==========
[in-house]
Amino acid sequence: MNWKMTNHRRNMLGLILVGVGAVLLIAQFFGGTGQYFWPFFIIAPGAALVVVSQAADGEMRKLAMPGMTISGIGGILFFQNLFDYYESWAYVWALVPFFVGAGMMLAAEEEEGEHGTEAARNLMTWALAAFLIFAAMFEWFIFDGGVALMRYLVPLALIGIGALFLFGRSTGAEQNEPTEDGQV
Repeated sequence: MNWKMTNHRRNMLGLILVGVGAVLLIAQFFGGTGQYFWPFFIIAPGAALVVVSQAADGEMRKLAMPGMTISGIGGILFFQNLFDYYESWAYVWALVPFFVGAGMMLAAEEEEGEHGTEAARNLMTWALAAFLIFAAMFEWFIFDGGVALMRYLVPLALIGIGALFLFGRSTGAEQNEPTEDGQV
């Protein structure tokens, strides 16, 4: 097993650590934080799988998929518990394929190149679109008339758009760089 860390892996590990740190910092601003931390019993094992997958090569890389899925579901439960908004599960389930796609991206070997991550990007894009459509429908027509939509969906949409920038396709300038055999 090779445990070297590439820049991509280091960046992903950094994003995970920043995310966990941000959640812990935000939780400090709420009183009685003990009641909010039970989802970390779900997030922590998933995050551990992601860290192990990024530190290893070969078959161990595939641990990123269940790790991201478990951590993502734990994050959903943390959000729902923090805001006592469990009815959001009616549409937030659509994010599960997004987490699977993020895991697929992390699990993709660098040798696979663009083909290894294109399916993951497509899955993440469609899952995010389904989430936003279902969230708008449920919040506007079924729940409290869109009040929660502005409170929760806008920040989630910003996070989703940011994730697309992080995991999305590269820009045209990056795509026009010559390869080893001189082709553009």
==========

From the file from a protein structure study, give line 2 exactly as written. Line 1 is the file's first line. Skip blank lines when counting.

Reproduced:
Amino acid sequence: MNWKMTNHRRNMLGLILVGVGAVLLIAQFFGGTGQYFWPFFIIAPGAALVVVSQAADGEMRKLAMPGMTISGIGGILFFQNLFDYYESWAYVWALVPFFVGAGMMLAAEEEEGEHGTEAARNLMTWALAAFLIFAAMFEWFIFDGGVALMRYLVPLALIGIGALFLFGRSTGAEQNEPTEDGQV